It’s usually a good idea to not judge the potential success of an endeavour by how it starts. Apollo 13 launched successfully on this date in 1970, and, well, that ride ended up getting kind of bumpy.

That’s not to suggest that Tiger Woods might be in for some turbulence in his 26th Masters, but the five-time champion did take off nicely Thursday afternoon, accomplishing something rare—something he had done only once before. With a 10-foot putt at the par-4 first hole at Augusta National Golf Club, Woods opened with a birdie, sending the enormous gallery into an early froth.

As omens go, it didn’t mean much. Woods also started the 1999 Masters with a birdie but went on to shoot even-par 72 and eventually ended up T-18. In 97 rounds at Augusta National, he has birdied the hole named Tea Olive just nine times.

But at least Woods was off and running in just his third competitive round this year. Well, maybe not running, but he wasn’t limping, and that certainly was a welcome sight.

It would be somewhat of a left-handed compliment to say that Woods played OK—perhaps even better than some might have anticipated—in the 13 holes he was able to complete before darkness suspended matters at 7:51 p.m. EDT. Woods looked much better than OK after teeing off at 3:54 p.m.—2½ hours later than first scheduled thanks to the morning weather delay—even when he did have to play a shot left-handed.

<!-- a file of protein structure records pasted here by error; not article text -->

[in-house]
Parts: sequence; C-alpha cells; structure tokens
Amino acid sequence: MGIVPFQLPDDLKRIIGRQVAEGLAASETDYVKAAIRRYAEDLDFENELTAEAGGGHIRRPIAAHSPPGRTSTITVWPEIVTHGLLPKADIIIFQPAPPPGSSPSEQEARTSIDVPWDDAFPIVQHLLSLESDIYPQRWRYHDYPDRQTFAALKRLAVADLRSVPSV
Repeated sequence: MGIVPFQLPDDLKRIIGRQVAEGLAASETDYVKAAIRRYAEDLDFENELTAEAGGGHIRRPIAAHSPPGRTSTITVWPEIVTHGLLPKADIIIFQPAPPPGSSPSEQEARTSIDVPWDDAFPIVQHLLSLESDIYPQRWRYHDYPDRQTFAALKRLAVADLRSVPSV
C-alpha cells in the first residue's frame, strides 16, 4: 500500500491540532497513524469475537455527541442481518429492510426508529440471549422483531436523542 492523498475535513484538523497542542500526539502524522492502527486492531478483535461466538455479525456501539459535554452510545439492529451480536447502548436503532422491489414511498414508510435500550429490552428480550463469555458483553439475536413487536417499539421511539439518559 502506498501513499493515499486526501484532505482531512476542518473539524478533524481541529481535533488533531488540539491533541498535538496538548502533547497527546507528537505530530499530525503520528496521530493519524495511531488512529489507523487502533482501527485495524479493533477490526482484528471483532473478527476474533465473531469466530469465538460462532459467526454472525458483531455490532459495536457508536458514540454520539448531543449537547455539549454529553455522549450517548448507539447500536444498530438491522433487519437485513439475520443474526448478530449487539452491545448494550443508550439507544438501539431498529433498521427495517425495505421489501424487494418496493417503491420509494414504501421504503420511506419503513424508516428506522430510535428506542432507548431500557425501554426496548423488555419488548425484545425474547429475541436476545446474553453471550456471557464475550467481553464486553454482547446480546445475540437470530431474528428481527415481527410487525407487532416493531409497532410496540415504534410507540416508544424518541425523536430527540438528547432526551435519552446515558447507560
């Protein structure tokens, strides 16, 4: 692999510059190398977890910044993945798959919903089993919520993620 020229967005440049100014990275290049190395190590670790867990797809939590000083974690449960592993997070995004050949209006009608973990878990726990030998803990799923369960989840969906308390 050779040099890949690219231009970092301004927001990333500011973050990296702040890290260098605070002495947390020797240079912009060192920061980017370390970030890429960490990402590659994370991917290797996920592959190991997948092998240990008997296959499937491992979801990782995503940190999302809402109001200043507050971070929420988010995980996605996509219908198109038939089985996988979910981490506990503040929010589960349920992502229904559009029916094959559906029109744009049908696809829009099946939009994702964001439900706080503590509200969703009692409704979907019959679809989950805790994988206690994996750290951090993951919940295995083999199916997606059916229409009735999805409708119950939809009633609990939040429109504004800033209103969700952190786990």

That occurred on the par-5 second hole after he hooked his drive left and found his ball inches from a tree. He saved par after a back-handed punch out into the fairway. A bogey at the fourth after flying the green preceded a fairly routine run of pars until he reached the green at the uphill par-five eighth in two—no small accomplishment. He two-putted from 41 feet for birdie.

Woods, 48, went out in one-under 35 and saw his day end still at one under par (tied for 17th) with a six-foot par save at 12 and a two-putt par from 22 feet at the par-five 13th after pumping a 320-yard tee shot into the trees and having to punch out.

Overall, he drove it decently (hitting seven of 10 fairways), and his putting stroke looked solid. Despite windy conditions, Woods managed his game rather nicely in the company of Jason Day and Max Homa. He showed only slight hints of rust as he seeks to set a record by making the cut for the 24th consecutive time.

“I think it’s consistency, it’s longevity, and it’s an understanding of how to play this golf course,” Woods said on Tuesday about his chance to break a tie with Fred Couples and Gary Player. “Now, you still have to go out and execute it, but there’s a lot of knowledge that goes into understanding how to play it. And, granted, every tee box has been changed since the first time I played. Every green has been changed. But the overall configuration of how they roll and how they move and the angles you take, that hasn’t changed.

“That’s the neat thing about this,” he added. “I can still go through the mental Rolodex and bring out a few putts from the ’90s that still move generally in that direction and the effect that Rae’s Creek has on certain shots and putts. And it means a lot.”

The first round resumes at 7:50 a.m.

Image: Ben Walton